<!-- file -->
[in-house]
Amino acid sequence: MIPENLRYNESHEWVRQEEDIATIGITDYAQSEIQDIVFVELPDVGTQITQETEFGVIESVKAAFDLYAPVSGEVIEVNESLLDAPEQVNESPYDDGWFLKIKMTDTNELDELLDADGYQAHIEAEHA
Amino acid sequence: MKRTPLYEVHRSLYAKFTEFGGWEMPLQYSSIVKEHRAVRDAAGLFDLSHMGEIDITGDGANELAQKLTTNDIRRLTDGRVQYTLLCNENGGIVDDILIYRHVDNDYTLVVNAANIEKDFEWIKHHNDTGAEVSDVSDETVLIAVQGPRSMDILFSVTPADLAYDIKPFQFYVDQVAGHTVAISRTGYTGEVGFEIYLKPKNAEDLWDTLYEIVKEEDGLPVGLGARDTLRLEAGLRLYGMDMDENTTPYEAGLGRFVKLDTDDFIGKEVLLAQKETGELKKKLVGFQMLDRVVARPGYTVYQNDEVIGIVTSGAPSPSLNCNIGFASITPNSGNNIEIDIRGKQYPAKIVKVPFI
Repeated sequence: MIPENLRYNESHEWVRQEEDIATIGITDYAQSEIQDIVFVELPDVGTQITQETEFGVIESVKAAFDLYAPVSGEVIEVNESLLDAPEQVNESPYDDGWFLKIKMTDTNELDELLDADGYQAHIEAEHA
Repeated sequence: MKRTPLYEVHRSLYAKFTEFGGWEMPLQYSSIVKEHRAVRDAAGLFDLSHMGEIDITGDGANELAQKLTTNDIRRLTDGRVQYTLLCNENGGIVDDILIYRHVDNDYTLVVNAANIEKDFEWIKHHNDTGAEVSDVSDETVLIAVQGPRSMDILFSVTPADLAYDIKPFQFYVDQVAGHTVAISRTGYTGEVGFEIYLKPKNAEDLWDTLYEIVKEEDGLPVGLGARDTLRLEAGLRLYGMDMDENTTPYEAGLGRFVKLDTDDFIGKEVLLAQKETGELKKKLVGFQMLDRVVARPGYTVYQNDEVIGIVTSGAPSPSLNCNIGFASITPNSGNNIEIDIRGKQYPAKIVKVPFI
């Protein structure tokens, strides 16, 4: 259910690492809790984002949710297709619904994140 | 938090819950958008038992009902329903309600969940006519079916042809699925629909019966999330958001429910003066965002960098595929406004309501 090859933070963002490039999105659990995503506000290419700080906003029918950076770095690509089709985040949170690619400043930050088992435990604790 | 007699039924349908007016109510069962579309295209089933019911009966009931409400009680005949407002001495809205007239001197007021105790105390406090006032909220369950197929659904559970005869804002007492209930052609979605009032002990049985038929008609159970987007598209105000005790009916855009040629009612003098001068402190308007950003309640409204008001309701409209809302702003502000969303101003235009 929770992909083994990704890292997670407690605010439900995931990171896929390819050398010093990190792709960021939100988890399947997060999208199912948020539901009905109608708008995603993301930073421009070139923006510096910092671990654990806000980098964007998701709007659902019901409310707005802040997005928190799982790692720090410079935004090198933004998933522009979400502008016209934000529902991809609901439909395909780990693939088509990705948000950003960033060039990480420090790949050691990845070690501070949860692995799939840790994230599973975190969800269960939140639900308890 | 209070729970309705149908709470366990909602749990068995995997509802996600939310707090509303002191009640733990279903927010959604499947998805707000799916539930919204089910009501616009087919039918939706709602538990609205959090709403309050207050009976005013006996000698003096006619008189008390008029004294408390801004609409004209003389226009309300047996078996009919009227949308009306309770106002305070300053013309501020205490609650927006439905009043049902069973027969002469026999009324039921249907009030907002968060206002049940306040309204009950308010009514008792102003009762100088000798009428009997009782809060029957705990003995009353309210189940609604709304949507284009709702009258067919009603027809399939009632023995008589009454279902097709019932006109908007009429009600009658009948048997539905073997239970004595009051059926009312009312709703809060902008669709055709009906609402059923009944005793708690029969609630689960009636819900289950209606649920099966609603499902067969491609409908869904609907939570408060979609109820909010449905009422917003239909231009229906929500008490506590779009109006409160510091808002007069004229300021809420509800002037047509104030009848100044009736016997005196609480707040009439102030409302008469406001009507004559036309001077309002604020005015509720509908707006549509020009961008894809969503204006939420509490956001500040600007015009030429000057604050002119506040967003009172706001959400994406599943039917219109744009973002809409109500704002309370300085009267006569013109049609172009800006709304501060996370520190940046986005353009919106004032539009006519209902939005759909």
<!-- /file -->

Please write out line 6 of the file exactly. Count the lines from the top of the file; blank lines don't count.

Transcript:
């Protein structure tokens, strides 16, 4: 259910690492809790984002949710297709619904994140 | 938090819950958008038992009902329903309600969940006519079916042809699925629909019966999330958001429910003066965002960098595929406004309501 090859933070963002490039999105659990995503506000290419700080906003029918950076770095690509089709985040949170690619400043930050088992435990604790 | 007699039924349908007016109510069962579309295209089933019911009966009931409400009680005949407002001495809205007239001197007021105790105390406090006032909220369950197929659904559970005869804002007492209930052609979605009032002990049985038929008609159970987007598209105000005790009916855009040629009612003098001068402190308007950003309640409204008001309701409209809302702003502000969303101003235009 929770992909083994990704890292997670407690605010439900995931990171896929390819050398010093990190792709960021939100988890399947997060999208199912948020539901009905109608708008995603993301930073421009070139923006510096910092671990654990806000980098964007998701709007659902019901409310707005802040997005928190799982790692720090410079935004090198933004998933522009979400502008016209934000529902991809609901439909395909780990693939088509990705948000950003960033060039990480420090790949050691990845070690501070949860692995799939840790994230599973975190969800269960939140639900308890 | 209070729970309705149908709470366990909602749990068995995997509802996600939310707090509303002191009640733990279903927010959604499947998805707000799916539930919204089910009501616009087919039918939706709602538990609205959090709403309050207050009976005013006996000698003096006619008189008390008029004294408390801004609409004209003389226009309300047996078996009919009227949308009306309770106002305070300053013309501020205490609650927006439905009043049902069973027969002469026999009324039921249907009030907002968060206002049940306040309204009950308010009514008792102003009762100088000798009428009997009782809060029957705990003995009353309210189940609604709304949507284009709702009258067919009603027809399939009632023995008589009454279902097709019932006109908007009429009600009658009948048997539905073997239970004595009051059926009312009312709703809060902008669709055709009906609402059923009944005793708690029969609630689960009636819900289950209606649920099966609603499902067969491609409908869904609907939570408060979609109820909010449905009422917003239909231009229906929500008490506590779009109006409160510091808002007069004229300021809420509800002037047509104030009848100044009736016997005196609480707040009439102030409302008469406001009507004559036309001077309002604020005015509720509908707006549509020009961008894809969503204006939420509490956001500040600007015009030429000057604050002119506040967003009172706001959400994406599943039917219109744009973002809409109500704002309370300085009267006569013109049609172009800006709304501060996370520190940046986005353009919106004032539009006519209902939005759909």